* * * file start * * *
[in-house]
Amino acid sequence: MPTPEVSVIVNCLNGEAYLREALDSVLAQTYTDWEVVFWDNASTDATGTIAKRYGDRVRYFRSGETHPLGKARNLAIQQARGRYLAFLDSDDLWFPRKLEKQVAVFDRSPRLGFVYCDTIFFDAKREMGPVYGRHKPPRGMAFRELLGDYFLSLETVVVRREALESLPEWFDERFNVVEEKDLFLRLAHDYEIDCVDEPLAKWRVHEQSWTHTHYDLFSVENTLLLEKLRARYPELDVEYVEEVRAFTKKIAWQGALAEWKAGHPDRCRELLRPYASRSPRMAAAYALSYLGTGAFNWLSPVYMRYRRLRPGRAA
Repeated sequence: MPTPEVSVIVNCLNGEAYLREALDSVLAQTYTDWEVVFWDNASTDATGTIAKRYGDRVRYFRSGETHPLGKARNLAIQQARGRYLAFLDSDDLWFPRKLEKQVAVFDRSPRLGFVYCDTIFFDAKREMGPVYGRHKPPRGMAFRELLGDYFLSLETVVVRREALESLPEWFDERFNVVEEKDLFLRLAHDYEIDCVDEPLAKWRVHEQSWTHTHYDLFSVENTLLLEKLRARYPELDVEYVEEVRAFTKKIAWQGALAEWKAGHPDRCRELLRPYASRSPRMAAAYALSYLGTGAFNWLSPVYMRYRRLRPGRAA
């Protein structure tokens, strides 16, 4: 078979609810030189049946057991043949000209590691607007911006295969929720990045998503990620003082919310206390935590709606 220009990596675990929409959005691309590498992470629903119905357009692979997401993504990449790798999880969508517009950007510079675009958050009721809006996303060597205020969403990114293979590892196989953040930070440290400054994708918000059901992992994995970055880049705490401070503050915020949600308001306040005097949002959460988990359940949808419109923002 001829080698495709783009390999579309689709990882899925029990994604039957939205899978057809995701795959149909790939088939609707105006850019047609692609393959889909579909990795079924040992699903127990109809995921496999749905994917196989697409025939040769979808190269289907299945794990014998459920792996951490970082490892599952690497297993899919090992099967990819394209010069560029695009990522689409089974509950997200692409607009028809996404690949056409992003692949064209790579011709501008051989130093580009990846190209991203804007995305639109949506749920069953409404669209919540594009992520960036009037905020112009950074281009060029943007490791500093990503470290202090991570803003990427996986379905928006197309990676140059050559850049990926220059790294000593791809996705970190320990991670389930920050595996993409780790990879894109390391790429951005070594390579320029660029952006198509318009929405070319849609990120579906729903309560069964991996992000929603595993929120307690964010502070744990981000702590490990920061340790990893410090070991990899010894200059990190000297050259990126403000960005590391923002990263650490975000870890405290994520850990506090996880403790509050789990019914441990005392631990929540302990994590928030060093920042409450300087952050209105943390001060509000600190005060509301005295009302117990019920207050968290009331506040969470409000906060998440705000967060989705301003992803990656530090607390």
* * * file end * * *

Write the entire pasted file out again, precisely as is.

[in-house]
Amino acid sequence: MPTPEVSVIVNCLNGEAYLREALDSVLAQTYTDWEVVFWDNASTDATGTIAKRYGDRVRYFRSGETHPLGKARNLAIQQARGRYLAFLDSDDLWFPRKLEKQVAVFDRSPRLGFVYCDTIFFDAKREMGPVYGRHKPPRGMAFRELLGDYFLSLETVVVRREALESLPEWFDERFNVVEEKDLFLRLAHDYEIDCVDEPLAKWRVHEQSWTHTHYDLFSVENTLLLEKLRARYPELDVEYVEEVRAFTKKIAWQGALAEWKAGHPDRCRELLRPYASRSPRMAAAYALSYLGTGAFNWLSPVYMRYRRLRPGRAA
Repeated sequence: MPTPEVSVIVNCLNGEAYLREALDSVLAQTYTDWEVVFWDNASTDATGTIAKRYGDRVRYFRSGETHPLGKARNLAIQQARGRYLAFLDSDDLWFPRKLEKQVAVFDRSPRLGFVYCDTIFFDAKREMGPVYGRHKPPRGMAFRELLGDYFLSLETVVVRREALESLPEWFDERFNVVEEKDLFLRLAHDYEIDCVDEPLAKWRVHEQSWTHTHYDLFSVENTLLLEKLRARYPELDVEYVEEVRAFTKKIAWQGALAEWKAGHPDRCRELLRPYASRSPRMAAAYALSYLGTGAFNWLSPVYMRYRRLRPGRAA
């Protein structure tokens, strides 16, 4: 078979609810030189049946057991043949000209590691607007911006295969929720990045998503990620003082919310206390935590709606 220009990596675990929409959005691309590498992470629903119905357009692979997401993504990449790798999880969508517009950007510079675009958050009721809006996303060597205020969403990114293979590892196989953040930070440290400054994708918000059901992992994995970055880049705490401070503050915020949600308001306040005097949002959460988990359940949808419109923002 001829080698495709783009390999579309689709990882899925029990994604039957939205899978057809995701795959149909790939088939609707105006850019047609692609393959889909579909990795079924040992699903127990109809995921496999749905994917196989697409025939040769979808190269289907299945794990014998459920792996951490970082490892599952690497297993899919090992099967990819394209010069560029695009990522689409089974509950997200692409607009028809996404690949056409992003692949064209790579011709501008051989130093580009990846190209991203804007995305639109949506749920069953409404669209919540594009992520960036009037905020112009950074281009060029943007490791500093990503470290202090991570803003990427996986379905928006197309990676140059050559850049990926220059790294000593791809996705970190320990991670389930920050595996993409780790990879894109390391790429951005070594390579320029660029952006198509318009929405070319849609990120579906729903309560069964991996992000929603595993929120307690964010502070744990981000702590490990920061340790990893410090070991990899010894200059990190000297050259990126403000960005590391923002990263650490975000870890405290994520850990506090996880403790509050789990019914441990005392631990929540302990994590928030060093920042409450300087952050209105943390001060509000600190005060509301005295009302117990019920207050968290009331506040969470409000906060998440705000967060989705301003992803990656530090607390």